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Google’s Project Fi holds a special place in my heart. It launched during my first week at TPG, back in April of 2015, and — in my opinion, at least — has motivated other US mobile carriers like AT&T and Verizon to drastically cut the rates of their international data packages.

I now find myself roaming on Verizon more often than swapping in a Google Fi SIM, despite VZ’s 500MB daily cap — since Verizon’s $10/day package includes voice calls and texting with my “regular” phone number, too — but if you’re willing to shift all your business to Google, Project Fi is worth a very serious look, especially if you’re overseas often.

Today, the program just became even more appealing — for power users in particular. Project Fi is now capping monthly data fees at $60, creating an “unlimited” plan of sorts. It isn’t a data free-for-all, unfortunately — speeds drop down to 256kbps once you hit 15 gigs consumed in a month — but you can always opt to resume paying $10 per gigabyte to unlock full LTE speeds.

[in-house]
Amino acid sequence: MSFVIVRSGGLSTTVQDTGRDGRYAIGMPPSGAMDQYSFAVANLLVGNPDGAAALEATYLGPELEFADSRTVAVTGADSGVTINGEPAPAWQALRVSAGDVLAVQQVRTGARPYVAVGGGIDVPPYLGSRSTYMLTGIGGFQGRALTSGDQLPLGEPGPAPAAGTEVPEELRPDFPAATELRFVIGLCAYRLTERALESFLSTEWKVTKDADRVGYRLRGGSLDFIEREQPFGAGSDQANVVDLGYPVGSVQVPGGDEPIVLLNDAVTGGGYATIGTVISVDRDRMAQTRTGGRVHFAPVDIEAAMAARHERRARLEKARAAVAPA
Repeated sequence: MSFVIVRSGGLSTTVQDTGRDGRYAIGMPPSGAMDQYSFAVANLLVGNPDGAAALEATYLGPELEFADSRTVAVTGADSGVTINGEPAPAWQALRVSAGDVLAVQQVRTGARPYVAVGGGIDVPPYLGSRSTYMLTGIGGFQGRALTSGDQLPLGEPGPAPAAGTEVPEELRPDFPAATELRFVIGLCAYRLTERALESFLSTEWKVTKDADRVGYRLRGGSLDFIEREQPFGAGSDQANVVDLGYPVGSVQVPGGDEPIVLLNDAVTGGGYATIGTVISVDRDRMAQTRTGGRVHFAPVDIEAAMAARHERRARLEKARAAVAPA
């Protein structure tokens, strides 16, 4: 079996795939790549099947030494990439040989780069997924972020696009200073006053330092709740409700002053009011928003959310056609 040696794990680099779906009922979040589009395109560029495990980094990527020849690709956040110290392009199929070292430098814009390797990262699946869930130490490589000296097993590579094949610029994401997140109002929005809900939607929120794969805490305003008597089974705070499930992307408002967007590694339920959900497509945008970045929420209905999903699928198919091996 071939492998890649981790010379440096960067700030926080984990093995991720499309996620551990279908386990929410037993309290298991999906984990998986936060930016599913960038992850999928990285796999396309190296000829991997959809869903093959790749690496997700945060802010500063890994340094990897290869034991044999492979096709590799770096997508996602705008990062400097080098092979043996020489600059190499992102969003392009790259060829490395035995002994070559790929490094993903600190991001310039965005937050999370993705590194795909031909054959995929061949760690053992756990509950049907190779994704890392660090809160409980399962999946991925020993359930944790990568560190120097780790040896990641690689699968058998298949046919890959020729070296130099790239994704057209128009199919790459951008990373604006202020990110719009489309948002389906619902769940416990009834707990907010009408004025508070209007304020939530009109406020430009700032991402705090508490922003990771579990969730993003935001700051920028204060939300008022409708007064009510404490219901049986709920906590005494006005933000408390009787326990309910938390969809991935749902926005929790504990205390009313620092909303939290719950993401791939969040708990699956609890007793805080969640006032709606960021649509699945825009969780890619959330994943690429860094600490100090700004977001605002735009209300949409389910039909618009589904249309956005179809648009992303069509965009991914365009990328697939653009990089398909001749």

That $60 cap applies to individual users only, who pay an additional $20 per month for calls and texts. Group plans have data cost caps as well, as outlined below, and these are even more appealing since the 15GB full-speed allowance is applied to each line rather than to the entire account.

The same $10/GB rate applies to international usage as well, with service available in more than 135 countries. That covers most of the world, including usual suspects like Australia and Canada, along with more off-the-beaten-path destinations like San Marino and Papua New Guinea.

Unlike with AT&T and Verizon’s $10/day plans, which include access to your regular voice allowance, calls not placed via Wi-Fi cost 20 cents per minute, though unlimited texts are included at no additional charge. Still, you’ll most often come out far ahead with Project Fi, especially you tend to consume more data than most.

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Editorial Disclaimer: Opinions expressed here are author’s alone, not those of any bank, credit card issuer, airlines or hotel chain, and have not been reviewed, approved or otherwise endorsed by any of these entities.

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